How to grow courgettes
Learn how to sow, plant and grow courgettes, in this practical Grow Guide.
Jobs to do each month:
- April or May: sow seeds indoors
- April to May: pot on seedlings indoors
- Late May to early June: sow seeds outdoors for a late crop
- May to June: plant out young plants
- July to October: harvest fruits
Courgettes are easy to grow and highly productive plants, bearing masses of delicious, nutty crops for use in summer dishes and salads. They are prolific croppers and take up a lot of space, so just two or three courgette plants are enough to feed a family, with enough left over to give to friends. You can buy young courgette plants at the garden centre in late spring, but they are easy to grow from seed.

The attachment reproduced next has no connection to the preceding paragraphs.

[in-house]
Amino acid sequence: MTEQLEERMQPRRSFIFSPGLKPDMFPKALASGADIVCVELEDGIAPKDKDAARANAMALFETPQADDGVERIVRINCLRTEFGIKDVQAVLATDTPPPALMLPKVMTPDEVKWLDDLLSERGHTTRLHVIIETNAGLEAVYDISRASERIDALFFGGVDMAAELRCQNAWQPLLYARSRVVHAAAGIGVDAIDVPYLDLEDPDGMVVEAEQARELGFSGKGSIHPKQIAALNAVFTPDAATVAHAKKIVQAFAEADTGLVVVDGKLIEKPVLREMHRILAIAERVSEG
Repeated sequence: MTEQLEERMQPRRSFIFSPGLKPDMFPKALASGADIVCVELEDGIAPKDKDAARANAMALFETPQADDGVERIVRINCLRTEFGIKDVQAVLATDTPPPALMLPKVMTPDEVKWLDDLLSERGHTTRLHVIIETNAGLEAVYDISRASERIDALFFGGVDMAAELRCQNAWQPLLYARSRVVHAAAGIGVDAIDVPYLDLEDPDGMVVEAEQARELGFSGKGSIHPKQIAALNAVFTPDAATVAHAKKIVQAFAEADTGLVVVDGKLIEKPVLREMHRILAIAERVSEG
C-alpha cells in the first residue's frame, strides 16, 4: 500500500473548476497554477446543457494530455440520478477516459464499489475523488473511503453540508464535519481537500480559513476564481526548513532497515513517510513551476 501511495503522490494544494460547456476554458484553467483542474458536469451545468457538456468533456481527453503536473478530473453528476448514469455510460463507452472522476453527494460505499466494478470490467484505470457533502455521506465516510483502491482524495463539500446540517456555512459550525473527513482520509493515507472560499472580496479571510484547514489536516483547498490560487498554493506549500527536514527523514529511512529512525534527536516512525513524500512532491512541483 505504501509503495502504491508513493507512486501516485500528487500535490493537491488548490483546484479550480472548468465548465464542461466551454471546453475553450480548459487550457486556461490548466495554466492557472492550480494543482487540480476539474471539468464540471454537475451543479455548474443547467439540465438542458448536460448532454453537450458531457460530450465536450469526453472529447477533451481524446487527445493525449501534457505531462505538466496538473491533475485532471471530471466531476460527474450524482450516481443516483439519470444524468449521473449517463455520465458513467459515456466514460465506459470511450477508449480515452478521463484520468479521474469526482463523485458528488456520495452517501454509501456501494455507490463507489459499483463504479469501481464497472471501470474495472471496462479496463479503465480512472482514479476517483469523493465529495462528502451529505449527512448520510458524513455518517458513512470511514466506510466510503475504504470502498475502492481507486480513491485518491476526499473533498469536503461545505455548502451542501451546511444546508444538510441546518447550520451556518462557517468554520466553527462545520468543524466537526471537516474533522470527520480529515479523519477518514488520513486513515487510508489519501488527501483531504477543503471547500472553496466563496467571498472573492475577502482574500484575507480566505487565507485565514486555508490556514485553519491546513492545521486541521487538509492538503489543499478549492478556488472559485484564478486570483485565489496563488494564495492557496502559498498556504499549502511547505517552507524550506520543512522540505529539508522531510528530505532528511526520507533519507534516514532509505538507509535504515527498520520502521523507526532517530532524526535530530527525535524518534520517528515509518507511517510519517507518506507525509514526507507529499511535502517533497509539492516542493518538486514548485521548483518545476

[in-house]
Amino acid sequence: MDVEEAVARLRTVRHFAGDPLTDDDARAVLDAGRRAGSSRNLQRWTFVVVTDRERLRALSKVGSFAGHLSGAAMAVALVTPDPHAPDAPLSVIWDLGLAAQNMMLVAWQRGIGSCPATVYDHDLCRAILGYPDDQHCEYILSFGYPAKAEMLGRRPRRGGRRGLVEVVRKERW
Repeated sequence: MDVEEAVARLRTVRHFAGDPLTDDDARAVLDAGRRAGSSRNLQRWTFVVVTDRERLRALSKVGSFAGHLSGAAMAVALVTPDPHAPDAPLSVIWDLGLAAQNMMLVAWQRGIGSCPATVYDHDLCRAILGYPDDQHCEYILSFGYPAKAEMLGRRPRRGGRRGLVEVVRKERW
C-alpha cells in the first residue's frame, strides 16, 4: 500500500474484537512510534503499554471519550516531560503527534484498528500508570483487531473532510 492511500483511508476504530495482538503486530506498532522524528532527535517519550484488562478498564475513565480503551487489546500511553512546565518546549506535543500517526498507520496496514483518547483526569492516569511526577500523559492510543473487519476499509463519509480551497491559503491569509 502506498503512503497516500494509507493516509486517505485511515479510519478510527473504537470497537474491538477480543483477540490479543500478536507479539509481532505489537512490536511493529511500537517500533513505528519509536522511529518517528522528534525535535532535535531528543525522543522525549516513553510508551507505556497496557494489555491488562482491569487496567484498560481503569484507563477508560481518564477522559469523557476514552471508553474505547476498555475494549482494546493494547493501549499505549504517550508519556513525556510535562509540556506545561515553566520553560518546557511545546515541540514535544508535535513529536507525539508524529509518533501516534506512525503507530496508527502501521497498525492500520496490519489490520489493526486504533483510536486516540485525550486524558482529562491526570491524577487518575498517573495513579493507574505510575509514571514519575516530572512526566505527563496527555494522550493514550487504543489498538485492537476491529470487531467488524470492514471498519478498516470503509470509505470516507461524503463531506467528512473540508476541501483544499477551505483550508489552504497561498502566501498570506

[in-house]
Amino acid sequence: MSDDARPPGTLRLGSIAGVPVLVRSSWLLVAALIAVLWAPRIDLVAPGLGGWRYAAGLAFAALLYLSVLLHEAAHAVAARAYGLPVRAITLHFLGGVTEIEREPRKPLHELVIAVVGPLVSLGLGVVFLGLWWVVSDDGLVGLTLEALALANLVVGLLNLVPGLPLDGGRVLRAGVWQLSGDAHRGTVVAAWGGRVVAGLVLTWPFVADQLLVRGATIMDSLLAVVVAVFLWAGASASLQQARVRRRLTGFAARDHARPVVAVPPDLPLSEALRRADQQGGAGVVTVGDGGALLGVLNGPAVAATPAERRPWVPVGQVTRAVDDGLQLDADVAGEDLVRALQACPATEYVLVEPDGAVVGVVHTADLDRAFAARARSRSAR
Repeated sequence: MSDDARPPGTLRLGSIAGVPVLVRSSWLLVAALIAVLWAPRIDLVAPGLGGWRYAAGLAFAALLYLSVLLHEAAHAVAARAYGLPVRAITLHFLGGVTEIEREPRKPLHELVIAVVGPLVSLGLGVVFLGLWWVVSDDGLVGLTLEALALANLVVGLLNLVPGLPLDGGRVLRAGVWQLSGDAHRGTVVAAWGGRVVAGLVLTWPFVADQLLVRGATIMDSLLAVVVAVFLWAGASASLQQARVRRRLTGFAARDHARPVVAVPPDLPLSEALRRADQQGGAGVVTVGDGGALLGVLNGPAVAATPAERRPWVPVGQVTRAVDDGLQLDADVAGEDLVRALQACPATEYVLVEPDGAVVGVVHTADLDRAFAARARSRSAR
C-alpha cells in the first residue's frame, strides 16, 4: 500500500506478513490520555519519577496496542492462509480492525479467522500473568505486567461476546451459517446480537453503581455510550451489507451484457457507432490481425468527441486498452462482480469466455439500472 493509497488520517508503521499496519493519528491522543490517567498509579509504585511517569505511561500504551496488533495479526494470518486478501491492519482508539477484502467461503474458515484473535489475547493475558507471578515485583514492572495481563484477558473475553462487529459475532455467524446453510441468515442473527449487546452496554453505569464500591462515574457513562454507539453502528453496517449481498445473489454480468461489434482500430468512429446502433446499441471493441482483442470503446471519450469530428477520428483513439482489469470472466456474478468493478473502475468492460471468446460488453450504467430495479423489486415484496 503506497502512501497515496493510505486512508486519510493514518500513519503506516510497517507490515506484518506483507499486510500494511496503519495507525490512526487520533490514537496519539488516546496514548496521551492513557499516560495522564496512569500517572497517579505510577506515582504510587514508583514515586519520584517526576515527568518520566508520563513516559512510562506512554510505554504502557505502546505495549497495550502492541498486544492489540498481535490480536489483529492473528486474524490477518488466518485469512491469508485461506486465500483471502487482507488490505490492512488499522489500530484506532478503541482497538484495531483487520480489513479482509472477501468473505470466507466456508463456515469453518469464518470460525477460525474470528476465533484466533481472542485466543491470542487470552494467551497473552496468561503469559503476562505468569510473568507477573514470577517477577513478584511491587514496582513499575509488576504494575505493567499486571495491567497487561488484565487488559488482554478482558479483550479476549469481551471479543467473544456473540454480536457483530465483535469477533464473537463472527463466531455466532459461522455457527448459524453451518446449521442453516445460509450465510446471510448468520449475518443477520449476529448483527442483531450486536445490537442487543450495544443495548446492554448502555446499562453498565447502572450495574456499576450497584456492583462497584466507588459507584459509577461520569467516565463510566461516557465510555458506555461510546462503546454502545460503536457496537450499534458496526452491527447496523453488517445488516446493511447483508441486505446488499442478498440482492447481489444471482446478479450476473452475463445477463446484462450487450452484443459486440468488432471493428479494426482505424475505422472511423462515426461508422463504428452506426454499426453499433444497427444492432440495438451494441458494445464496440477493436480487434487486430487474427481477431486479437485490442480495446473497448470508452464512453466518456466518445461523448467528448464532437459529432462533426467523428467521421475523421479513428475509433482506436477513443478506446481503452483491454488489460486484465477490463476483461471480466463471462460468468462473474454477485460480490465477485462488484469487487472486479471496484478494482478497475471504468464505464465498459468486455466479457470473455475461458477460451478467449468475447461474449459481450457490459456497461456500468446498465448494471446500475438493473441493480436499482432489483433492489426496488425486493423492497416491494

How to grow courgettes
Buy young courgettes at the garden centre in late spring, or sow courgette seeds indoors in April or May, in pots of peat-free, multi-purpose compost. Pot on seedlings when they're big enough to handle, and plant the young plants outside when all risk of frost has passed. Alternatively, you can sow seeds direct outside in late May or early June. Courgettes are hungry plants, so do well grown in soil enriched with plenty of well-rotted horse manure or compost and need feeding weekly with a high-potash feed, such as tomato food. Water plants regularly to keep the soil moist. Harvest courgettes when they are around 10cm long – leaving courgettes to grow larger will reduce the plant's vigour and fruiting potential.
How to sow courgette seeds indoors
Fill a small pot with peat-free, multipurpose compost that has been kept in the greenhouse, so that it is already warm. Firm well and press a couple of seeds, on their sides, into the compost.
Cover the seeds with compost or vermiculite, which is warm and free-draining and helps stop young seedlings from rotting during cool night temperatures.
Soak with tepid water and place in a propagator or a tray covered with a clear lid, at a temperature of 20°C.